District 9 Neill Blomkamp

District 9 Neill Blomkamp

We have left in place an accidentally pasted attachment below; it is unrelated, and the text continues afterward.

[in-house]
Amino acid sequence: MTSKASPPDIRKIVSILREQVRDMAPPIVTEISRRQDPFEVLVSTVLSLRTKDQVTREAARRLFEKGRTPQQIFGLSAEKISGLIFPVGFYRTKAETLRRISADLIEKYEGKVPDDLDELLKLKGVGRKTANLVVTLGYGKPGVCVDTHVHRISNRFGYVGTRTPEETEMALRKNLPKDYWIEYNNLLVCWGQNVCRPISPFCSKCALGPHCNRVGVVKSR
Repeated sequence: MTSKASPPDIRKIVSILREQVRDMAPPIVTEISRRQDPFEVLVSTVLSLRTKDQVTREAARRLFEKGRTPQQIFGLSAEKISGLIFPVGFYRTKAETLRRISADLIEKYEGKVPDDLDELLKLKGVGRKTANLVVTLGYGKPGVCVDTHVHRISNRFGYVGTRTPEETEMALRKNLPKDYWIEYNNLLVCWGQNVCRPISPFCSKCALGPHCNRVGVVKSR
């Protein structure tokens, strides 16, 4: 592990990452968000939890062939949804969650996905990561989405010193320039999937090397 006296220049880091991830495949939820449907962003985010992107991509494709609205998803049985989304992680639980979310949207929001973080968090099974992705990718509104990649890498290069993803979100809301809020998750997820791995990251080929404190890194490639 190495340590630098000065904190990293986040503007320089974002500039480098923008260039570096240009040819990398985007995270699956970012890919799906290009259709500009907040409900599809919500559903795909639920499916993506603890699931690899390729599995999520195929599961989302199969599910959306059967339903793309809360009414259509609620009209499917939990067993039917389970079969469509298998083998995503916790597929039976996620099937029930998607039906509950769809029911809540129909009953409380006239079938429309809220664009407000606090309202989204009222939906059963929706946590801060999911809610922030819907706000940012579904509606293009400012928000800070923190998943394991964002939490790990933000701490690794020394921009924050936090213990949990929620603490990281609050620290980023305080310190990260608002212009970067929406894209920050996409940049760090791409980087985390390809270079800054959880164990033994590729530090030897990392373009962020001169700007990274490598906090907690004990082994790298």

District 9 is the coolest movie of the year, and one of the most interesting entries into the sci-fi realm in quite a while, a visceral, exciting and fresh take on some old genre tropes that, while not reinventing the wheel, certainly give it a fresh spin. The concept is vaguely familiar, in an early '80s techno invasion way: a giant spacecraft parks itself over a major city, and its inhabitants are neither a war-mongering attack force (Independence Day), nor a peace-spouting race of beautiful people (V). In fact, it's not first contact that interests District 9 co-writer and director Neill Blomkamp ― it's the aftermath. It's been 25 years since that ship arrived, uniquely over Johannesburg, South Africa, and 1.8 million aliens (derogatorily referred to as prawns) are interred in "camps" on the city's outskirts. Human/alien tensions are at an all-time high, and it's up to middle management bureaucrat Wikus Van De Merwe (first-time actor Sharlto Copley) to oversee the relocation of the alien population to a new "camp" outside the city. This relocation is the sparkplug for a series of events that ― given the South African-set film's context ― take District 9 to a new, metaphorical level that transcends its genre trappings. Not the Blomkamp isn't making a straight-up action movie; he is, quite successfully. The CGI aliens are seamlessly integrated into the film's pseudo-documentary structure, and the hand-held camera work adds a strong vérité feel to the proceedings. The set-up, the filmmaking style, even the aliens and action all feel comfortably familiar to sci-fi fans, but District 9 accomplishes more than that, becoming a clever, unpredictable entry into the field. On this two-disc DVD, the story of District 9 is interesting and well told. Tapped by producer Peter Jackson (The Lord of the Rings) to make a Halo movie as his first directorial project, Blomkamp had put in nearly two years in New Zealand when Halo collapsed. Jackson immediately helped turn that momentum into District 9, which has its origins in a short Blomkamp had made called Alive In Joburg. (That would have been a wicked-cool DVD extra.) Featurettes look at the personal and physical transformation of Wikus, as well as how Blomkamp encouraged on-set improvisation from all actors, including those standing in for the CGI aliens. All of this heralds Neill Blomkamp as an exciting new directorial voice in a film world that could use a good swift kick from some sci-fi lovers who want to see a fresh take. District 9 is certainly one. Plus: deleted scenes, commentary, more. (Sony)